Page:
Oct 2015 29

Dan Clark invites ReGen into the inner workings of The Dark Clan, with insights into the band’s numerous musical endeavors and just what fans should be looking for in the state of the new art.
The Dark Clan


An InterView with Dan Clark of The Dark Clan

By Ilker Yücel (Ilker81x)

Ever the musical enigma, The Dark Clan has never exhibited any sense of fear or trepidation at incorporating whatever style tickles the band’s fancy. Led by the immensely talented Dan Clark, The Dark Clan has showcased equal parts musical versatility and virtuosity with a healthy dose of nerdy humor and in-your-face attitude. Having closely associated with fellow Sonic Mainliners Caustic, Everything Goes Cold, Null Device, and The Gothsicles over the years, The Dark Clan has now found a new home with Jim Semonik’s Distortion Productions for the release of Hall of Fame, the band’s first release of original material since 2010; that’s not to say The Dark Clan has been languishing in silence or obscurity since then, continuing to release music in various formats, all the while the members cultivating their individual talents with other projects. Hall of Fame, however, showcases the band and its tightest – now settled into a cover three-piece lineup headed by Clark, this new album is perhaps the band’s most thematically consistent and lyrically poignant ever, while still losing none of the humor that many associate with The Dark Clan. Taking some time out from his numerous musical outlets, Dan Clark now speaks with ReGen Magazine on the band’s trials and tribulations over the years, culminating in this latest album, along with a truly independent musician’s outlook on the music industry and the state of art over commerce.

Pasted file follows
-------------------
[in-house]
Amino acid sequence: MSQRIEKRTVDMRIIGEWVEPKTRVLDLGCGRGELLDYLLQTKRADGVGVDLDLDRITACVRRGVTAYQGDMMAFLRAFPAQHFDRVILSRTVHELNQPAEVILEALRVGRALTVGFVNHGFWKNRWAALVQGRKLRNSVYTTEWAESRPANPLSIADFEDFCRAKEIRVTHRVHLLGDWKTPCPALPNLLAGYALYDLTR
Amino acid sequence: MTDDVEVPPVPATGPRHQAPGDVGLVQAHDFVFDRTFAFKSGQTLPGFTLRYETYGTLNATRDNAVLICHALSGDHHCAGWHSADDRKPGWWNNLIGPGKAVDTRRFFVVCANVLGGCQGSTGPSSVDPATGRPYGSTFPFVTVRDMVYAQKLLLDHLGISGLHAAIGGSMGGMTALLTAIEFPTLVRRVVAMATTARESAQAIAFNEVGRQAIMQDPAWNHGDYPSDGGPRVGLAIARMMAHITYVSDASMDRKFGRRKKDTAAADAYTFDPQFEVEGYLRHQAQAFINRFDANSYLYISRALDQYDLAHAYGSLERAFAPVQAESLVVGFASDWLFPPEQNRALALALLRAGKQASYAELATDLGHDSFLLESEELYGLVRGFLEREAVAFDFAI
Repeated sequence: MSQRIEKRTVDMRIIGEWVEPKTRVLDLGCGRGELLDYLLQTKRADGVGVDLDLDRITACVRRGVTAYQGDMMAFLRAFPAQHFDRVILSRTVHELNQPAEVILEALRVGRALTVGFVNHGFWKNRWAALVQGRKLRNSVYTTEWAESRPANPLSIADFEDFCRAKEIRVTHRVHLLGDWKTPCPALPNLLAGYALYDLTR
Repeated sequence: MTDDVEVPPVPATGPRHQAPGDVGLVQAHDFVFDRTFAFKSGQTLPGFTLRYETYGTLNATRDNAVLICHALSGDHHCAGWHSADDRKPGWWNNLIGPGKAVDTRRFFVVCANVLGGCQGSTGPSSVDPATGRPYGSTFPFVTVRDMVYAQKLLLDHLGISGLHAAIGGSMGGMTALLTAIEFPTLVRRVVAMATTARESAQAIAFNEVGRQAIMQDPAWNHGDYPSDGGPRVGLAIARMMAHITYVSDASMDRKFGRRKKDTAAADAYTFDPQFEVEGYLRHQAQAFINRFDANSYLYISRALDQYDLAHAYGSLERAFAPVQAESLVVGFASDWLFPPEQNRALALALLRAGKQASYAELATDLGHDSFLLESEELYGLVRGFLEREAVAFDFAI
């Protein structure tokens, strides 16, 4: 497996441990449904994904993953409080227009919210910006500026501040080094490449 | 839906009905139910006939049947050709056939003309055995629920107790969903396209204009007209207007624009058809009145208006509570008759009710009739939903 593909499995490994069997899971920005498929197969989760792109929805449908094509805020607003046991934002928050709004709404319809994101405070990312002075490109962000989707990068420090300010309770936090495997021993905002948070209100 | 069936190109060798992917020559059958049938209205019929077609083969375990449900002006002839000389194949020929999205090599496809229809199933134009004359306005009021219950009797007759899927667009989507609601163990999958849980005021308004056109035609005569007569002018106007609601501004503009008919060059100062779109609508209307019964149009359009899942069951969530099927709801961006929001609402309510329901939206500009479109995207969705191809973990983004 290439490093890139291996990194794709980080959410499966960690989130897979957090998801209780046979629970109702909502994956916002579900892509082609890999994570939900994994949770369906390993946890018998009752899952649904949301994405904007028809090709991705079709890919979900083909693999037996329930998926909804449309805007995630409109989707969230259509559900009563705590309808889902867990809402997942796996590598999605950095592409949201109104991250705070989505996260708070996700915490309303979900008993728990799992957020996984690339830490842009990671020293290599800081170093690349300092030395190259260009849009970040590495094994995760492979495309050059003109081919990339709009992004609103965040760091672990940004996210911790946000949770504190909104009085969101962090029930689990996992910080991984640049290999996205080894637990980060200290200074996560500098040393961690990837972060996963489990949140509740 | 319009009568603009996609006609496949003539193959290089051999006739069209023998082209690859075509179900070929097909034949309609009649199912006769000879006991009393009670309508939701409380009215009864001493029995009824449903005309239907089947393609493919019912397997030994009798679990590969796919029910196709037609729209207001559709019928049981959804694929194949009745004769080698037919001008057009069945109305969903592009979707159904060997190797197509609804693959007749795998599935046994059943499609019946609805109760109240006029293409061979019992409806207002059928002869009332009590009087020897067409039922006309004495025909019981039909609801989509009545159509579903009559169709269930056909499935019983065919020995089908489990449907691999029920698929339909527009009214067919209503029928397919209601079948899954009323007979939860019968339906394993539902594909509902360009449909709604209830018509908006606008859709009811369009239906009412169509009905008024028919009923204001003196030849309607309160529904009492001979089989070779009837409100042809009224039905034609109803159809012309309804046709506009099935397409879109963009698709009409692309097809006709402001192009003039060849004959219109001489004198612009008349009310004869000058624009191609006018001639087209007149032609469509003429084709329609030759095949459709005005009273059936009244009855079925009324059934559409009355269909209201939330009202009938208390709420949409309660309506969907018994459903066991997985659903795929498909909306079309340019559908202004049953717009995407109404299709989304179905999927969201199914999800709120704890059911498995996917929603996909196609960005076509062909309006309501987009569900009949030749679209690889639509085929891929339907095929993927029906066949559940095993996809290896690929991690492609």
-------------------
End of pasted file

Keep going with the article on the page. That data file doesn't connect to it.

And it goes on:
Your newest album, Hall of Fame comes five years since The Dark Clan’s last release; what can you tell us about your activity during the interim? What have you been up to?

Clark: Oh, plenty. The Dark Clan put out a covers album in 2012 and a three song EP in 2013, along with some singles and compilation tracks. Back then, we had a drummer and a violinist in the band and I really wanted to do a full-length with them, but they moved away before I could finish the writing, so I settled for the aforementioned EP. What I didn’t expect was how much losing those band members would take the wind out of my sails – it really crushed me. I had a lot invested in their skill and talent and was enjoying their contributions and the extra options for orchestration that they presented, and sort of subconsciously had built a good portion of the album concept and music around their presence. So losing them, well… I just needed some time to reset things and figure out what I wanted to do instead. I had invested more of my heart in them than I knew, and it took me a while to recover.